Things We Heart – January 2019

We’ve rounded up some of the best tree stuff on the web for your enjoyment. Check out this month’s highlights below:

Small but mighty

Trees’ age can be measured by the number of rings they have. One might assume that the taller or larger a tree is, the older it is – but scientists in the Congo have discovered that some of the shorter trees in the Congolese rainforest are some of the oldest. Read more.

Old as dirt? Not quite

Trees are some of the oldest organisms on the planet. Some research indicates that they first evolved around 370 million years ago and it is currently estimated that there are over 3 trillion mature trees in the world. However, there might be some evidence that pushes their evolution back by around 15 million years to the Middle Devonian period – roughly 385 million years ago. A fossil, called Wattieza, was found in New York State that could be the oldest tree ever discovered. Read more about the seven oldest known trees in the world.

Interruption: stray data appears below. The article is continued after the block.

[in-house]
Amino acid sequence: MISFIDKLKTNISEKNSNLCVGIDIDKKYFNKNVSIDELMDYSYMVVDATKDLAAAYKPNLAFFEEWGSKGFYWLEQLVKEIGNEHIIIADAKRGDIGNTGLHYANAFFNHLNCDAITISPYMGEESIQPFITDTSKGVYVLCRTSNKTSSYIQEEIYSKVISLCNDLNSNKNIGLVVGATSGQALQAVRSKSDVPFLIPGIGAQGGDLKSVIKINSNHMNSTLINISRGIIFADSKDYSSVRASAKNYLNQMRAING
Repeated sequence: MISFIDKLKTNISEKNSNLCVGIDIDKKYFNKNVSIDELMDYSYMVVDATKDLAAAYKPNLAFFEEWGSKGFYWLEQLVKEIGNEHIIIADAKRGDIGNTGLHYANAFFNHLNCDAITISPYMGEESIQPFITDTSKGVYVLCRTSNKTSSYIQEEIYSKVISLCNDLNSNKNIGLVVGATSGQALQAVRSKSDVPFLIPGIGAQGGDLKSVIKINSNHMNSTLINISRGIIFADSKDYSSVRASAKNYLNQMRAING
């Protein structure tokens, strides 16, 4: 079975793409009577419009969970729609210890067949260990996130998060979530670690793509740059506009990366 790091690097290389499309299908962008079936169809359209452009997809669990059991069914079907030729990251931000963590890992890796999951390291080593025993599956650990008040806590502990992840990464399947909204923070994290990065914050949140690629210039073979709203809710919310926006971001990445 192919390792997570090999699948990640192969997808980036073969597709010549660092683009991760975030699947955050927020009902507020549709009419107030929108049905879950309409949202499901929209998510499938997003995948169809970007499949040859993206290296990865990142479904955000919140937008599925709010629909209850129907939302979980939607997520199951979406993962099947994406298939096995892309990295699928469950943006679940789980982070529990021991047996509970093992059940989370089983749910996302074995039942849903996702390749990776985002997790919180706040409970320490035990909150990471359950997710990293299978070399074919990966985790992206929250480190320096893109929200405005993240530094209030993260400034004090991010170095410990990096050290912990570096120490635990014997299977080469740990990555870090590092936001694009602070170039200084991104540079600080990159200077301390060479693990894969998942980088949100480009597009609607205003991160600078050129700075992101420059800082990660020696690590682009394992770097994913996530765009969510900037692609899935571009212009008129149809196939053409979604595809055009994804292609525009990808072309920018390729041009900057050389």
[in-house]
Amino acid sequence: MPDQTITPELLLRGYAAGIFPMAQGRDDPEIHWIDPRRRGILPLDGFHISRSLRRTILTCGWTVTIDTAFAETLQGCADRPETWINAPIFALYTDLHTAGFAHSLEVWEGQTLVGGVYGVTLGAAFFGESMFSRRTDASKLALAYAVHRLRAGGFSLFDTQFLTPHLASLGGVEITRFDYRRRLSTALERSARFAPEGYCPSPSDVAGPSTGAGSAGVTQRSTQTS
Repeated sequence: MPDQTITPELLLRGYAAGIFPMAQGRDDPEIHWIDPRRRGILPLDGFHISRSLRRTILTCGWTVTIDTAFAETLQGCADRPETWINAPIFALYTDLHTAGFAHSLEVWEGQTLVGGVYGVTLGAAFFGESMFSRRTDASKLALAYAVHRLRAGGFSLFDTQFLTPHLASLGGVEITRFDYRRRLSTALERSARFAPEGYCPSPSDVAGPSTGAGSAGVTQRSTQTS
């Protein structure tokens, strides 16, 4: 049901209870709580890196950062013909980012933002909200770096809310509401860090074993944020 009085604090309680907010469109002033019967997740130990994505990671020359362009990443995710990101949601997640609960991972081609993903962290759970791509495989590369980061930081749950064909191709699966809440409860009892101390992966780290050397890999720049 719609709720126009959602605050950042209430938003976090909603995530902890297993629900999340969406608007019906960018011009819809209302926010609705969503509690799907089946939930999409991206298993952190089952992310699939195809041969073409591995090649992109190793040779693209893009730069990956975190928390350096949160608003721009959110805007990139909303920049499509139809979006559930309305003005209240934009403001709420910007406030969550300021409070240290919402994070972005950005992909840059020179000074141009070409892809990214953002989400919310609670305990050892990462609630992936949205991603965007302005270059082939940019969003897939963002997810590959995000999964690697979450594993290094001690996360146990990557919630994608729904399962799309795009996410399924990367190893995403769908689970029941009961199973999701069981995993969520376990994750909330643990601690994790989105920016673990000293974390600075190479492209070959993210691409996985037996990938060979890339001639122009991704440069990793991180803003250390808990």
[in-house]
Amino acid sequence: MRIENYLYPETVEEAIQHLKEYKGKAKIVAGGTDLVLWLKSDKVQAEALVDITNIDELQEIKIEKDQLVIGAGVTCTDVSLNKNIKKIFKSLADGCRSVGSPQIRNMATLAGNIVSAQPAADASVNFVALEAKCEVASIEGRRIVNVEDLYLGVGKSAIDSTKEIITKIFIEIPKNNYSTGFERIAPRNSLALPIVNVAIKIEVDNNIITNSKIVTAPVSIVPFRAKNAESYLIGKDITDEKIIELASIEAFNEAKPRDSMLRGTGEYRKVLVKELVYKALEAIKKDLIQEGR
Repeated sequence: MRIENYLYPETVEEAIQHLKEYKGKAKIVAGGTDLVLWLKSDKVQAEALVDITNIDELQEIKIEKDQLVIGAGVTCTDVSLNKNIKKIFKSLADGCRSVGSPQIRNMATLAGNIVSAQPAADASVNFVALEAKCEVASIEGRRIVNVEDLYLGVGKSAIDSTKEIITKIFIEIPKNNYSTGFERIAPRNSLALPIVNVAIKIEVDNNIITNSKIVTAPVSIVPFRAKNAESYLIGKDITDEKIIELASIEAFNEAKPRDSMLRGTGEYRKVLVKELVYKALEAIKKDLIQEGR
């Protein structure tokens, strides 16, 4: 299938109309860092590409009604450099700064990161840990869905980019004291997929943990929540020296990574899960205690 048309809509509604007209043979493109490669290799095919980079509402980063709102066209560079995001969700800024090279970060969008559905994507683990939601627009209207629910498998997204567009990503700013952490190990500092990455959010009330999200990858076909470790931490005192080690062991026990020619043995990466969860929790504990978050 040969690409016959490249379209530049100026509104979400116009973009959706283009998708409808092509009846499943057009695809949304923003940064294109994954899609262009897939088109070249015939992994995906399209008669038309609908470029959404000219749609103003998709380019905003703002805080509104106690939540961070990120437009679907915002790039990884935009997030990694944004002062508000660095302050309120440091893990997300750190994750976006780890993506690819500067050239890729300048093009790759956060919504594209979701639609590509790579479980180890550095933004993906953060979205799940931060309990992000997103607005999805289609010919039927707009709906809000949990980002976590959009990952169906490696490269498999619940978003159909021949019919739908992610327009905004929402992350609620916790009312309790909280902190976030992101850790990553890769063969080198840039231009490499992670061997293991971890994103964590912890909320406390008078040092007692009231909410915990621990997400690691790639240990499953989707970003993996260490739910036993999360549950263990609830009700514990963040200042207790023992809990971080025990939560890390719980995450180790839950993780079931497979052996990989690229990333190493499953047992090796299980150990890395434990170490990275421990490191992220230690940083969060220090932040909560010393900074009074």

Speaking of old… we have a trend here

Imagine scientists reviving giant creatures that once roamed the Earth. Well, that’s what arborists are doing today, only they’re cloning saplings from the stumps of the world’s largest, strongest, and longest-lived trees – felled for timber more than a century ago – to create redwood “super groves” that can help fight climate change. Read more about it.

palm in a hedgeBonus round: Did you know?

Many people refer to palm trees as… well… trees. But they’re not! Palms do not gain rings as they age, and they don’t have bark – both of which are traits of trees. It would be more accurate to refer to palms as grass, since they’re considered woody herbs much like grass and bamboo. So, the next time you’re somewhere tropical, you might scratch your head a bit when you realize those tall, tree-like things with fronds exploding from the top are not actually trees. For that reason alone, it might be easier to just start calling them “palm” from now on.

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